Mr Oliver ran down towards the pier and called out to his nephew in the Rib.

    He said it was dark, and they found it difficult to see the man at first, but then managed to haul him into their boat.

    Galway Fire Brigade and ambulance personnel were at the scene within minutes.

    The man was given emergency medical treatment and taken by ambulance to University Hospital Galway, where he has made a recovery.

     

     

     

     

  • rnli

    Galway RNLI Lifeboat rescued a man who got into difficulty after his dinghy capsized on Galway Bay this afternoon.

    The incident happened off Hare Island shortly before 1pm.

    A member of the public saw the man was unable to right the 15 foot vessel and notified the Irish Coastguard who requested the assistance of the RNLI lifeboat.

    Galway Lifeboat launched from Galway Docks at 1.15pm and located the man as he was swimming towards the shore.

    He was cold and shook and the Lifeboat crew brought him to the station and administered first aid. He recovered a short time later and did not need to be hospitalized.

    The Lifeboat retrieved the dinghy and towed it safely back to Galway Docks, ending the rescue operation at 2.15pm.

    The volunteer Lifeboat crew on this callout were Dave Oliver, John O’Sullivan, Ros Forde and Kenneth Kitterick.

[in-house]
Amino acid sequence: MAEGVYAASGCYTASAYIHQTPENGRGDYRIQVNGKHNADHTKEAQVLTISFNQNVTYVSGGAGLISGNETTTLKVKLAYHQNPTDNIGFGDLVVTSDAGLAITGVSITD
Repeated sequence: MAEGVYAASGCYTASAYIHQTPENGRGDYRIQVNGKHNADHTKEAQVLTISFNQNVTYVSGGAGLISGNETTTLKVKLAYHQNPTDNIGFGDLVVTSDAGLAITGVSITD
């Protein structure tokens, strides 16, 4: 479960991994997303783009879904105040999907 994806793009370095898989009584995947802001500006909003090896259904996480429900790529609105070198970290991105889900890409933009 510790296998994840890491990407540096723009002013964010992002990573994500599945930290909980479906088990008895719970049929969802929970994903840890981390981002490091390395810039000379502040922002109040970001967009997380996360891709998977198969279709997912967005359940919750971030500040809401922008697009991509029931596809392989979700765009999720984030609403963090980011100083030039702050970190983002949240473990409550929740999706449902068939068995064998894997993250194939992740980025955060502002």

Deputy Launch Authority Barry Heskin advises members of the public to dress adequately for the weather conditions and to always notify a family member or friends of expected time of arrival.

  • A swimmer has been airlifted to safety in County Sligo.

    It happened yesterday afternoon when he was spotted in difficulty near Rosses Point. 

    Irish Coast Guard Search and Rescue Operations Manager Gerard O'Flynn says it underlines the importance of being alert at sea.Sw

  • Volunteers from Clifden RNLI rescued a bull who fell from a steep cliff yesterday evening (Saturday 22 December).

    At 5pm, Clifden RNLI’s Deputy Launching Authority Saul Joyce requested the station’s Atlantic 85 inshore lifeboat to launch to assist a local farmer whose bull had slipped down a steep cliff and become stuck on the shoreline below.

    The area was inaccessible by road and difficult to access on foot. The farmer along with three members of the public and the local vet were on scene. 

    The lifeboat helmed by Alan Pryce and with crew members Thomas Davis, Daniel Whelan and Ian Shanahan onboard, launched immediately and attended the scene approximately half mile from the station.

    The weather conditions at the time were favourable with a light westerly force 1-2 breeze. The sea was flat calm and it was high tide.

    Crew member Thomas Davis was put ashore to assist the farmer and vet and a plan was put in place where a bridle or halter was attached to the animal and passed to the lifeboat.

    Under the instruction of the vet and farmer, the lifeboat gently made way astern and used the tension on the line to guide the animal off the dangerous rocks into the water.

    The lifeboat crew then guided the bull as it swam to a nearby beach where it made its way up the shore to safety. 

    The lifeboat stood by until all parties were safely away from the cliffs and water and then returned to base.